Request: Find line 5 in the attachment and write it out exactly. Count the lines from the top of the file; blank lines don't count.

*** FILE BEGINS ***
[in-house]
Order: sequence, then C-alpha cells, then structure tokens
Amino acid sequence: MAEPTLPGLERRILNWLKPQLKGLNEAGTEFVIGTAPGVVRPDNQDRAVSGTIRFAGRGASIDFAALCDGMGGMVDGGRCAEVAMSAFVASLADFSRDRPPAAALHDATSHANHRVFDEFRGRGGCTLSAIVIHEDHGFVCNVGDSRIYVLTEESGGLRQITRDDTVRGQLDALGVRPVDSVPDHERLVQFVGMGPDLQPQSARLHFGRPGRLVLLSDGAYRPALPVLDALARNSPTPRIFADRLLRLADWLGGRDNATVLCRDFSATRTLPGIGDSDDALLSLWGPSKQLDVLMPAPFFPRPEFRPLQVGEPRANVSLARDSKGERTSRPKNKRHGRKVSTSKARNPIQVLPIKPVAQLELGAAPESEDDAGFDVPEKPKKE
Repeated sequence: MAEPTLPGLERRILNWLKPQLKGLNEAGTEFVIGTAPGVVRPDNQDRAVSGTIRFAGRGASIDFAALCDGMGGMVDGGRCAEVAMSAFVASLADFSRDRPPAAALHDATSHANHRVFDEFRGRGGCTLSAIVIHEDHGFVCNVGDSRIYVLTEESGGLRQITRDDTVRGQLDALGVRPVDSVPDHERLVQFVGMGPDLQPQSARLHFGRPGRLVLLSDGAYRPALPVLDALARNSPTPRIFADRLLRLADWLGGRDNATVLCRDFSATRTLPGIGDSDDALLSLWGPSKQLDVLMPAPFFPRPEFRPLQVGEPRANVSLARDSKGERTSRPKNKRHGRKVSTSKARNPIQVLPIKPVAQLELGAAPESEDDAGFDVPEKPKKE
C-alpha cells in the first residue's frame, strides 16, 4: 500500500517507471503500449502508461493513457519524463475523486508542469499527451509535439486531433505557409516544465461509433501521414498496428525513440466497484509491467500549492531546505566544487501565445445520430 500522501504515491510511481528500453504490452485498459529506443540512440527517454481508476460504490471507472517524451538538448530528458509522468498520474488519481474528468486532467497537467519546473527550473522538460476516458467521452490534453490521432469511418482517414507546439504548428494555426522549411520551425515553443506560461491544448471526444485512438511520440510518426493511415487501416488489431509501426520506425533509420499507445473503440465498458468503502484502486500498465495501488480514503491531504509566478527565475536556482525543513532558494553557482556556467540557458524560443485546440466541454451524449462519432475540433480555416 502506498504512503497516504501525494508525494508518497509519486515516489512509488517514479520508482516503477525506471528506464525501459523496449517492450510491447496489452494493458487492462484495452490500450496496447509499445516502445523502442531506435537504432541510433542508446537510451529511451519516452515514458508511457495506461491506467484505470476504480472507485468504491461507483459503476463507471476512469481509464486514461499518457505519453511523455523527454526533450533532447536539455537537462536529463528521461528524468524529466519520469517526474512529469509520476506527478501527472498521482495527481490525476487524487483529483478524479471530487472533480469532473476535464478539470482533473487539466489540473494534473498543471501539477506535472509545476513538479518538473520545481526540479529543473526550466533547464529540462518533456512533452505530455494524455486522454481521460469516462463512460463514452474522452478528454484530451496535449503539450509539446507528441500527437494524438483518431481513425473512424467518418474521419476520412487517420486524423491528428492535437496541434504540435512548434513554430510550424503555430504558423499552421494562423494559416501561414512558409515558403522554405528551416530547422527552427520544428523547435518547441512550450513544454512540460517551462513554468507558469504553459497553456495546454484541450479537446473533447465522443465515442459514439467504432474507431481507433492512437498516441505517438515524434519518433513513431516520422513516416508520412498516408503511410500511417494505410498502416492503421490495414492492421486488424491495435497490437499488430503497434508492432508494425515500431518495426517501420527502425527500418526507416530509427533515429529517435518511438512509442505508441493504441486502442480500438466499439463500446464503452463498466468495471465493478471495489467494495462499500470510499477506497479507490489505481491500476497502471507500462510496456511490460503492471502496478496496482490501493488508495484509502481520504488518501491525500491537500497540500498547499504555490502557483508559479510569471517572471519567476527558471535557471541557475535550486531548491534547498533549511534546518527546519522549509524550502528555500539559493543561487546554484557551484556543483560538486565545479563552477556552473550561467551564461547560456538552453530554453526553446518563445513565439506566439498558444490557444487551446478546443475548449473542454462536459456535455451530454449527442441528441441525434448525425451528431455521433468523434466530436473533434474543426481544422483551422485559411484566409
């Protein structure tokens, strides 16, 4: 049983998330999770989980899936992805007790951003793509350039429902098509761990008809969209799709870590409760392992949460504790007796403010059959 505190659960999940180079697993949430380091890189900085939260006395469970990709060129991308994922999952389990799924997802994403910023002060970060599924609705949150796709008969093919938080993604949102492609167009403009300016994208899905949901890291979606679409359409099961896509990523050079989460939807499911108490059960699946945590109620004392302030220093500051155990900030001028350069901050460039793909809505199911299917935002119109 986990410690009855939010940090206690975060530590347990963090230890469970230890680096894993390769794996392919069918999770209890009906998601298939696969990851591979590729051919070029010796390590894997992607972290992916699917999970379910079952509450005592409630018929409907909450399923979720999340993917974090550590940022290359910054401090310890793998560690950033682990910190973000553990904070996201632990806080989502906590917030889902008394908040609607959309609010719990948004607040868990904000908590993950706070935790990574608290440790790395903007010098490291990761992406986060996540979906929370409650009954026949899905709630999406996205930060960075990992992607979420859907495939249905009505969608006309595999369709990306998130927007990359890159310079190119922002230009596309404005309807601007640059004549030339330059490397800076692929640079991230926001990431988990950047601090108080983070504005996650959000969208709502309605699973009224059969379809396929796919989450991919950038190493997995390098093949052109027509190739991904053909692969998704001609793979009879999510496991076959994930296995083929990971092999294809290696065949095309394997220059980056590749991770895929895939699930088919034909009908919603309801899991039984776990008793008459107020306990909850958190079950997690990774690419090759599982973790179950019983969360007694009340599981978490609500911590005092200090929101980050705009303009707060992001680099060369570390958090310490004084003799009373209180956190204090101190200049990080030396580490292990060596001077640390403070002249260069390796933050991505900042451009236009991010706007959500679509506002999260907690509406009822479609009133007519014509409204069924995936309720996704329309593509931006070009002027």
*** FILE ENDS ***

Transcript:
C-alpha cells in the first residue's frame, strides 16, 4: 500500500517507471503500449502508461493513457519524463475523486508542469499527451509535439486531433505557409516544465461509433501521414498496428525513440466497484509491467500549492531546505566544487501565445445520430 500522501504515491510511481528500453504490452485498459529506443540512440527517454481508476460504490471507472517524451538538448530528458509522468498520474488519481474528468486532467497537467519546473527550473522538460476516458467521452490534453490521432469511418482517414507546439504548428494555426522549411520551425515553443506560461491544448471526444485512438511520440510518426493511415487501416488489431509501426520506425533509420499507445473503440465498458468503502484502486500498465495501488480514503491531504509566478527565475536556482525543513532558494553557482556556467540557458524560443485546440466541454451524449462519432475540433480555416 502506498504512503497516504501525494508525494508518497509519486515516489512509488517514479520508482516503477525506471528506464525501459523496449517492450510491447496489452494493458487492462484495452490500450496496447509499445516502445523502442531506435537504432541510433542508446537510451529511451519516452515514458508511457495506461491506467484505470476504480472507485468504491461507483459503476463507471476512469481509464486514461499518457505519453511523455523527454526533450533532447536539455537537462536529463528521461528524468524529466519520469517526474512529469509520476506527478501527472498521482495527481490525476487524487483529483478524479471530487472533480469532473476535464478539470482533473487539466489540473494534473498543471501539477506535472509545476513538479518538473520545481526540479529543473526550466533547464529540462518533456512533452505530455494524455486522454481521460469516462463512460463514452474522452478528454484530451496535449503539450509539446507528441500527437494524438483518431481513425473512424467518418474521419476520412487517420486524423491528428492535437496541434504540435512548434513554430510550424503555430504558423499552421494562423494559416501561414512558409515558403522554405528551416530547422527552427520544428523547435518547441512550450513544454512540460517551462513554468507558469504553459497553456495546454484541450479537446473533447465522443465515442459514439467504432474507431481507433492512437498516441505517438515524434519518433513513431516520422513516416508520412498516408503511410500511417494505410498502416492503421490495414492492421486488424491495435497490437499488430503497434508492432508494425515500431518495426517501420527502425527500418526507416530509427533515429529517435518511438512509442505508441493504441486502442480500438466499439463500446464503452463498466468495471465493478471495489467494495462499500470510499477506497479507490489505481491500476497502471507500462510496456511490460503492471502496478496496482490501493488508495484509502481520504488518501491525500491537500497540500498547499504555490502557483508559479510569471517572471519567476527558471535557471541557475535550486531548491534547498533549511534546518527546519522549509524550502528555500539559493543561487546554484557551484556543483560538486565545479563552477556552473550561467551564461547560456538552453530554453526553446518563445513565439506566439498558444490557444487551446478546443475548449473542454462536459456535455451530454449527442441528441441525434448525425451528431455521433468523434466530436473533434474543426481544422483551422485559411484566409